With Screen Yorkshire having, just this January, secured a further £7.5 million of ERDF funding, the success of the Yorkshire 'Hollywood' looks set to continue.
That is great news on many levels. First, there are the financial benefits. Screen Yorkshire invests almost £4 million a year - and in addition to more than making its money back, that investment generates about £15million a year in spending in the region. Then there are the longer-term benefits that result from the county being featured in high-profile dramas and feature films: the Brideshead effect that brings visitors to see the site of some of their favourite dramas.
For those interested in breaking into film or TV, Yorkshire's success brings real opportunities for a foot in the door that were simply not there a generation ago.
And for those who simply love film or TV, there's the chance to see great productions being made literally on our doorstep.
So if you are a film or TV buff, keep your eyes peeled for the latest crew coming to a location near you. It probably won't be a long wait...
How Sally ended up in films
SALLY JOYNSON was brought up in Buckinghamshire. She loved TV as a girl, and longed to be a Blue Peter presenter.
When she came to York St John College, however, it was initially to train as a teacher. She then switched to a history degree, before getting a job, based at the college, as a research assistant.
She never lost the dream of getting into TV, however. Her break came when she landed a job at Radio York. With no qualifications as a journalist, she joined on the very bottom rung, taking a 60 per cent pay cut in the process. But she loved it. “Having thought that TV was going to be my aim in life, I realised how brilliant radio was.”
She met her husband, presenter Andy Joynson, at Radio York, before leaving the station to become a TV and radio production assistant at Open University TV.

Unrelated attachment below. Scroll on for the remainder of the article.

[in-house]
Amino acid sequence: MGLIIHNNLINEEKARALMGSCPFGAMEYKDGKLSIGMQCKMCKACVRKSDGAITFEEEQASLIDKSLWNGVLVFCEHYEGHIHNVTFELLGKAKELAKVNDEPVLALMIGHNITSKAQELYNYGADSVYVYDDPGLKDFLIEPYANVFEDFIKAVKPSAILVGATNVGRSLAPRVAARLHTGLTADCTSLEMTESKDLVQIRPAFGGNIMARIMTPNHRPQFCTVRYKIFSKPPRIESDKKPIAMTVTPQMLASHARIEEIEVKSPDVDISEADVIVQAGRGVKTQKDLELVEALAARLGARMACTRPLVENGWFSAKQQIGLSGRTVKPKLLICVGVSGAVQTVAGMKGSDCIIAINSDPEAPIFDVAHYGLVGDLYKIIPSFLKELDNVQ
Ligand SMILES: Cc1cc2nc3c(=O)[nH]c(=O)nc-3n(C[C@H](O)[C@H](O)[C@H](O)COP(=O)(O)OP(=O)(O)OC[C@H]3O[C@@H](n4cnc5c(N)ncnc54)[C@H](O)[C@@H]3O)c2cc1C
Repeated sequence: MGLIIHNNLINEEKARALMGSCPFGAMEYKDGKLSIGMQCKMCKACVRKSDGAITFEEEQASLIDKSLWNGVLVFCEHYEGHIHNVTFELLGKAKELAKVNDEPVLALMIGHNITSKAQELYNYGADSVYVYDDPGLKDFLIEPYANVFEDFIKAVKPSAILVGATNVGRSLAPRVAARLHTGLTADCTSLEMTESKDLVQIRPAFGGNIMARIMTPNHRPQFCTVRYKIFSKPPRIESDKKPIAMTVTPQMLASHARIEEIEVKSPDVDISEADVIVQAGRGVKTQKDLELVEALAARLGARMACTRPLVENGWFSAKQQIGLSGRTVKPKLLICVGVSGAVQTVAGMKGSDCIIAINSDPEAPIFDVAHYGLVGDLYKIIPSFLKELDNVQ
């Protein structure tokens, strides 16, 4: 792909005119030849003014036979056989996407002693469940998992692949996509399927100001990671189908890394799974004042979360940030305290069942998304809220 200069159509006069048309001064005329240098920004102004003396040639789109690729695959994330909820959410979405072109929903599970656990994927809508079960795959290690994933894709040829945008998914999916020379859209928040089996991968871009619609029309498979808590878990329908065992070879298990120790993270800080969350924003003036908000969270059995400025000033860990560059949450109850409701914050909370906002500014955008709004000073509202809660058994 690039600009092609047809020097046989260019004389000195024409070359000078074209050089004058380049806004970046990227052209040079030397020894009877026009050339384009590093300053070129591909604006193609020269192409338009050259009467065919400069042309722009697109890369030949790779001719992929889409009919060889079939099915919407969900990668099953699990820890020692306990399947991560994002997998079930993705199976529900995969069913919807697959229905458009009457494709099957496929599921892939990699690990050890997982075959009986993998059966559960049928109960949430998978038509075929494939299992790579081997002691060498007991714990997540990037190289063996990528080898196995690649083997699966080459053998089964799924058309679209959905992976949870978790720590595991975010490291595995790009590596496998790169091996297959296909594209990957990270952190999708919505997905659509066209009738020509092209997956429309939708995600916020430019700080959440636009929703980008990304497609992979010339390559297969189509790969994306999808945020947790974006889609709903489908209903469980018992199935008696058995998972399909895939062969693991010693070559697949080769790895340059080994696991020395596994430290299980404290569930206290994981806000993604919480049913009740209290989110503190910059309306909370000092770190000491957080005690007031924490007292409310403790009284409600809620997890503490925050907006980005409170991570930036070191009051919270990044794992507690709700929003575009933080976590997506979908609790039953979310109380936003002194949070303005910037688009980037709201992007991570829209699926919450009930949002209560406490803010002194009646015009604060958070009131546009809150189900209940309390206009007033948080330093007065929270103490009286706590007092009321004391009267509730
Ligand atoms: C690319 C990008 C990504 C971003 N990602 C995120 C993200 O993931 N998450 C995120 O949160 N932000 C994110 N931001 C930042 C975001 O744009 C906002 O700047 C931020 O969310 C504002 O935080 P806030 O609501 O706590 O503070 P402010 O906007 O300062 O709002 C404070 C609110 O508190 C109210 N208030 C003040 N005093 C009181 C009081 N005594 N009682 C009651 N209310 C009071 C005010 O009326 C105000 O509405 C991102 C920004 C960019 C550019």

After a career break to have children, she went to work for the BBC in press and PR, before joining a Yorkshire organisation which provided training for the media and creative industries. In 2002, when Screen Yorkshire was established, she joined as head of industry development, before becoming chief executive in 2006.
Her own life has taught her that careers never go in straight lines, she says. If she’d been asked 30 years ago where she would end up, she never have dreamed she’d have been in charge of a multimillion-pound film and TV investment fund.
So what is her advice to local young people keen to break into the film and TV world?
Be persistent, she says. Know what you want to do, and go for it. Do your research, understand what businesses you’d like to work for are looking for, and then “pull out all the stops to get yourself noticed.”
That means being confident – and not being afraid to follow letters up with telephone calls.
It won’t be easy, she warns. But persistence is the way to succeed. And the good news is that with the film and TV industry in Yorkshire booming, there are now more opportunities than perhaps ever before.